Once you get to this point there is no turning back! Well, that’s probably a bit dramatic but I sure wouldn’t want to after doing all the discovery and analysis on the home drive data…
When it comes to FastTrack they are the one’s running the migrations for you. So with that there are some limitations that they set out up front:
- FastTrack cannot complete more than 50,000 tasks
- FastTrack cannot migrate more than 1TB of data in a 24 hour period
The migration process itself was a relatively simple one once your migration spreadsheet has been created for each batch of migrations and provided to the FastTrack team via their portal. With your migration dates scheduled with FastTrack, your role then becomes 1) making sure the user base is informed as to when they are being migrated and what to do, 2) liaise with FastTrack as the migrations complete, 3) then handover to the users after they’ve been migrated and finally 4) remediate any post-migration issues. Easy right?
Aside from the issues and resolutions described below, the biggest thing I took away from the entire process is not to underestimate how much support your user base will require post-migration. We received lots of queries post migration around the change from home drives to OneDrive, some of which may of been addressed by more training, champions etc. but largely was just reacting to the change and not knowing what to do next.
Issues & resolution steps
#1 Not all users had OneDrive
As mentioned earlier in this post, during the analysis of the user data before migrating to OneDrive we discovered several users did not have OneDrive set up.
I’ve wrote a separate post on how to provision OneDrive for Microsoft 365 users that goes through this in more detail.
#2 Migration tasks keep failing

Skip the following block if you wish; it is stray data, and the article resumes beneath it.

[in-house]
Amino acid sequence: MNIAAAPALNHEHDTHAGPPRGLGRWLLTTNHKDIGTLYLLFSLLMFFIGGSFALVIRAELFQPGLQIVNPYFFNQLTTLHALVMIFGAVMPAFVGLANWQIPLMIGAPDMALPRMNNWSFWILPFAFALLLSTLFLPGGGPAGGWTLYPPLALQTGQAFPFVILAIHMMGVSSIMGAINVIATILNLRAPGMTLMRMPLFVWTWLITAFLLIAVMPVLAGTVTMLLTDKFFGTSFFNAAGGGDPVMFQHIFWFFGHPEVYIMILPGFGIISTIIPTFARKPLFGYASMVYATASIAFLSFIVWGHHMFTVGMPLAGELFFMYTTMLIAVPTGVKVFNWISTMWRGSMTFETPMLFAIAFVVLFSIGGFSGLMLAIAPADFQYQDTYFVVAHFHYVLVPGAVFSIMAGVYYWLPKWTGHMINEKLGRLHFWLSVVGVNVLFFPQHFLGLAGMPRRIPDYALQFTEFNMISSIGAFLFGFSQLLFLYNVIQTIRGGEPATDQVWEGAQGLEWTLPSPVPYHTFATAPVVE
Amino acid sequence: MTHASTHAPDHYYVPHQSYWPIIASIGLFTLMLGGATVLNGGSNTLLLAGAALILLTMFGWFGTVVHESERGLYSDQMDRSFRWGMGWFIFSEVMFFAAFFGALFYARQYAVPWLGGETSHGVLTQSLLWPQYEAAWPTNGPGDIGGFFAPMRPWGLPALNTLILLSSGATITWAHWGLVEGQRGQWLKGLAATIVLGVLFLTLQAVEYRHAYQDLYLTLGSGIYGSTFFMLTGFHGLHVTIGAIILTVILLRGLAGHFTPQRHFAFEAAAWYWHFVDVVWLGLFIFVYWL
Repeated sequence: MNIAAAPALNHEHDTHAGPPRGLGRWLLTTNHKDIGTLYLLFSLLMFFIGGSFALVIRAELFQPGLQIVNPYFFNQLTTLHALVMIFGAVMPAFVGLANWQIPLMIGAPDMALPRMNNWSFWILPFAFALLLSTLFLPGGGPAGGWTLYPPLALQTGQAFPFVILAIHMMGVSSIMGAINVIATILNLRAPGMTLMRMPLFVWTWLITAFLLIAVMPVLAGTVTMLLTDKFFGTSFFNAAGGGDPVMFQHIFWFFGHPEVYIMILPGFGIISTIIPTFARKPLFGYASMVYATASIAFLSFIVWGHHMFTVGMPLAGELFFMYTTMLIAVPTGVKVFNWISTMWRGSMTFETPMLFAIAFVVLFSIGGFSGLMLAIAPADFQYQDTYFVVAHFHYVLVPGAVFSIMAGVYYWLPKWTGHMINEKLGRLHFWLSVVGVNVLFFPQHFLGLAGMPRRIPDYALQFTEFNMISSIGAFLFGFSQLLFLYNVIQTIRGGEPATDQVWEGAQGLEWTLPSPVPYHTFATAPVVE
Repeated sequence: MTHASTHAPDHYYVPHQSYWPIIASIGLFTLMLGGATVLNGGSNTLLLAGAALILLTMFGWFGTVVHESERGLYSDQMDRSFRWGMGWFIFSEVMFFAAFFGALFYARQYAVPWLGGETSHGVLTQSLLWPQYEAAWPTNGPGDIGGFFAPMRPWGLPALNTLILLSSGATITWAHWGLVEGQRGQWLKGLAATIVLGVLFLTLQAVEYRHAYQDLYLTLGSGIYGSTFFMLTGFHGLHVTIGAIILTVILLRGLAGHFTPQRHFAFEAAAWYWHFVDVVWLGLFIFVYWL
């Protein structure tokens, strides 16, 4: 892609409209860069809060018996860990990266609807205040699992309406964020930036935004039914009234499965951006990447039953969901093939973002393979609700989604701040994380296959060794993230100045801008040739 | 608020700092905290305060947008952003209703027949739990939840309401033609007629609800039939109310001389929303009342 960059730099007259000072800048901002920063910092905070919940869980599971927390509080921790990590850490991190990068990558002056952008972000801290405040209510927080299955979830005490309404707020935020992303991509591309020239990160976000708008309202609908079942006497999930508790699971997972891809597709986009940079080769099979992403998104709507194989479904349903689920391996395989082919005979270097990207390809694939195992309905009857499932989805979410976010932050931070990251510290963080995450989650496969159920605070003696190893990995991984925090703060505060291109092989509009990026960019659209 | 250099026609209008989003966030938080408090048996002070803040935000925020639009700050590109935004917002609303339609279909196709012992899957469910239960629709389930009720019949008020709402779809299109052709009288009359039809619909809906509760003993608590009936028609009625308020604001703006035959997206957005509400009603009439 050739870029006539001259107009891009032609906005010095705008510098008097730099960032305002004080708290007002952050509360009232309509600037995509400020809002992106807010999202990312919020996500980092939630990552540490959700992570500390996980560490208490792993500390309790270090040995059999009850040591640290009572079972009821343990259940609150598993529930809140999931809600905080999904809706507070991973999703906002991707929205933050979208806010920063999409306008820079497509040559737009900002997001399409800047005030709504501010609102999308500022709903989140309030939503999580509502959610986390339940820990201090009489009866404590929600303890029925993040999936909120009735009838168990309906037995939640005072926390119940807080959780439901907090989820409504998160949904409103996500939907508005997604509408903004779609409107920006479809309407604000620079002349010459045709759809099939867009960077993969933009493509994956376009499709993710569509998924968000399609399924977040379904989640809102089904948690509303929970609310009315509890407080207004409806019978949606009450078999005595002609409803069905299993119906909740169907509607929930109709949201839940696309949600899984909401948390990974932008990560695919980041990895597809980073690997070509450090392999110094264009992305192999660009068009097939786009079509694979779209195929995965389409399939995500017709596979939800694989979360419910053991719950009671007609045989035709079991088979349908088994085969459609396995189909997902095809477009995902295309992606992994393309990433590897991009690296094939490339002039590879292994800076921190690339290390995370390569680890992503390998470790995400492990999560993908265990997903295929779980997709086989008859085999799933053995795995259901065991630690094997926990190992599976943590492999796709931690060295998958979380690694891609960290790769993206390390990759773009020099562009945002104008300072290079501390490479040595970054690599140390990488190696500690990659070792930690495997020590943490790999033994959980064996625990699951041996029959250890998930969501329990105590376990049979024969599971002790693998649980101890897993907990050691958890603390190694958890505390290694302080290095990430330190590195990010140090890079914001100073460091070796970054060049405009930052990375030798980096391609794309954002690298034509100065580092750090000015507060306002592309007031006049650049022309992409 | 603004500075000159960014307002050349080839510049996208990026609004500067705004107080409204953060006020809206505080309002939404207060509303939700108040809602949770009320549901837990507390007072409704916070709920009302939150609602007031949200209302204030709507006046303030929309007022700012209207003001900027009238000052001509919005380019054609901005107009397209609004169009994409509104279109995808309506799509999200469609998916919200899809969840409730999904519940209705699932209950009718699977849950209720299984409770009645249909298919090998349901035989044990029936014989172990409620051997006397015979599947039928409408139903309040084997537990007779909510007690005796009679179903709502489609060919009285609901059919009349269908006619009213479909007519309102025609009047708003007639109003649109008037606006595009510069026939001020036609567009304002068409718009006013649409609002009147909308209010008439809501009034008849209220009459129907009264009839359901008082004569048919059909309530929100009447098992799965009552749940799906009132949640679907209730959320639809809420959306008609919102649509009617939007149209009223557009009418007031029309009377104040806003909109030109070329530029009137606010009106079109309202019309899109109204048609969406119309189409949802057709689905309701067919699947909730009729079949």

Before the OneDrive migration started in anger, we ran a few pilot migrations just to test the process out more thoroughly. We had setup the migration VM’s and migration agents some months earlier, so when we came to run the pilot migrations, all the migration tasks failed – pretty much immediately. In the logs for the failed tasks we received this error:
Error, the source file share does not exist.
Suggestion, Ensure the source file is an existing network file share and shared with the current userSharePoint Migration Manager task error
Microsoft have an article on troubleshooting the Migration Manager here, but in this case the issue was actually related to do with expired account credentials running the migration agents. Although the error logs didn’t tell us this, once we re-ran the migration agent setup and “repaired” the agent, re-authenticating the accounts meant the migration tasks ran successfully thereafter.
#3 Permissions issues with files don’t show as “files scanned with issues”
Again, something I’ve touched on earlier but another issue we encountered during the migration was that any permissions issues that occur during the migration are not highlighted in the summary information for a given migration task.
So in the scenario post-migration, if a user gets in touch to say some files/ folders are missing you need to find the migration task, download the task report then comb through the ItemFailureReport to discover what data hasn’t been migrated due to permissions issues.
#4 “Missing” files and the hidden CSC folder
Kind of related to #3, we also encountered issues when switching off Windows Sync Center as part of our migration process. In some cases we had users who had files/ folders that hadn’t successfully synced from their local machine to their home drive, so following the migration and switch off of Sync Center it appeared their files had gone “missing”.
We resolved this by locating the hidden Windows CSC (client side cache) folder
C:\\Windows\CSC, which is a location where Windows keeps offline copies of files and folders. Getting access into this location was a bit of a nightmare for us, but once you get access into the location we were able to find all of the reported “missing” files and copy them over to the users OneDrive.